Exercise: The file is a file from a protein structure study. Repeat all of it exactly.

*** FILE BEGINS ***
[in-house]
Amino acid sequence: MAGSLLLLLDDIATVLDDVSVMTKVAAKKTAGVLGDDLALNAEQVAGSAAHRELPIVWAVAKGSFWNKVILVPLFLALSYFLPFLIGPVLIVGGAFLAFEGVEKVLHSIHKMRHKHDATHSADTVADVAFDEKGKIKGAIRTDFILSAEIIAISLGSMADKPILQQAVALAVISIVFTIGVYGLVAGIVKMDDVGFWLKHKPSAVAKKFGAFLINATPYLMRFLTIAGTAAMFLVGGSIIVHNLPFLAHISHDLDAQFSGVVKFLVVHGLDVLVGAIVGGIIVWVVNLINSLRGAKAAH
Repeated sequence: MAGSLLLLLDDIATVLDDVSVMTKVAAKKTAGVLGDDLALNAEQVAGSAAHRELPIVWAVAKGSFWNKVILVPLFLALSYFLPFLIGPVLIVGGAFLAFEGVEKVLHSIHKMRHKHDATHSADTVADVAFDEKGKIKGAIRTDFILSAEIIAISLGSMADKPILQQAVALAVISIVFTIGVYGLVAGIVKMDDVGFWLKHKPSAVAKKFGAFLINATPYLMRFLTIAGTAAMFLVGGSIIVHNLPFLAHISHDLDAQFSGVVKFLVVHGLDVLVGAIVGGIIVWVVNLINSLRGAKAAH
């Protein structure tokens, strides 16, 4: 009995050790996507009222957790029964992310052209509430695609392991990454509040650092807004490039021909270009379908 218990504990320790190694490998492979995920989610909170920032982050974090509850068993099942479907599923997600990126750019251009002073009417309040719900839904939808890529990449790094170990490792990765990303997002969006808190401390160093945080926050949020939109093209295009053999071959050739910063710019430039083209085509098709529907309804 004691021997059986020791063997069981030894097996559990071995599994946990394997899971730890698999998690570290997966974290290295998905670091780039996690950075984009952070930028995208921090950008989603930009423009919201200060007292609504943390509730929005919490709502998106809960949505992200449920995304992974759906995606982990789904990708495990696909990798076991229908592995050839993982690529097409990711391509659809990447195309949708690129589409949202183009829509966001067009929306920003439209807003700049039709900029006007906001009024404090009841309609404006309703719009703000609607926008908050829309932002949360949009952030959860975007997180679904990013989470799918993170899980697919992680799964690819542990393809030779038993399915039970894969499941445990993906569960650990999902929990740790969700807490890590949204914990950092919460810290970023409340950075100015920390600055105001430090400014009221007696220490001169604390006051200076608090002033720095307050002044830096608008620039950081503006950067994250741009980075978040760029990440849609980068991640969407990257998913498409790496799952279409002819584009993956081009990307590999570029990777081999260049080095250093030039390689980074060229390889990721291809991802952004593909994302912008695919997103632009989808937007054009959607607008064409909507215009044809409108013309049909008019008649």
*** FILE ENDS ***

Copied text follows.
[in-house]
Amino acid sequence: MAGSLLLLLDDIATVLDDVSVMTKVAAKKTAGVLGDDLALNAEQVAGSAAHRELPIVWAVAKGSFWNKVILVPLFLALSYFLPFLIGPVLIVGGAFLAFEGVEKVLHSIHKMRHKHDATHSADTVADVAFDEKGKIKGAIRTDFILSAEIIAISLGSMADKPILQQAVALAVISIVFTIGVYGLVAGIVKMDDVGFWLKHKPSAVAKKFGAFLINATPYLMRFLTIAGTAAMFLVGGSIIVHNLPFLAHISHDLDAQFSGVVKFLVVHGLDVLVGAIVGGIIVWVVNLINSLRGAKAAH
Repeated sequence: MAGSLLLLLDDIATVLDDVSVMTKVAAKKTAGVLGDDLALNAEQVAGSAAHRELPIVWAVAKGSFWNKVILVPLFLALSYFLPFLIGPVLIVGGAFLAFEGVEKVLHSIHKMRHKHDATHSADTVADVAFDEKGKIKGAIRTDFILSAEIIAISLGSMADKPILQQAVALAVISIVFTIGVYGLVAGIVKMDDVGFWLKHKPSAVAKKFGAFLINATPYLMRFLTIAGTAAMFLVGGSIIVHNLPFLAHISHDLDAQFSGVVKFLVVHGLDVLVGAIVGGIIVWVVNLINSLRGAKAAH
């Protein structure tokens, strides 16, 4: 009995050790996507009222957790029964992310052209509430695609392991990454509040650092807004490039021909270009379908 218990504990320790190694490998492979995920989610909170920032982050974090509850068993099942479907599923997600990126750019251009002073009417309040719900839904939808890529990449790094170990490792990765990303997002969006808190401390160093945080926050949020939109093209295009053999071959050739910063710019430039083209085509098709529907309804 004691021997059986020791063997069981030894097996559990071995599994946990394997899971730890698999998690570290997966974290290295998905670091780039996690950075984009952070930028995208921090950008989603930009423009919201200060007292609504943390509730929005919490709502998106809960949505992200449920995304992974759906995606982990789904990708495990696909990798076991229908592995050839993982690529097409990711391509659809990447195309949708690129589409949202183009829509966001067009929306920003439209807003700049039709900029006007906001009024404090009841309609404006309703719009703000609607926008908050829309932002949360949009952030959860975007997180679904990013989470799918993170899980697919992680799964690819542990393809030779038993399915039970894969499941445990993906569960650990999902929990740790969700807490890590949204914990950092919460810290970023409340950075100015920390600055105001430090400014009221007696220490001169604390006051200076608090002033720095307050002044830096608008620039950081503006950067994250741009980075978040760029990440849609980068991640969407990257998913498409790496799952279409002819584009993956081009990307590999570029990777081999260049080095250093030039390689980074060229390889990721291809991802952004593909994302912008695919997103632009989808937007054009959607607008064409909507215009044809409108013309049909008019008649």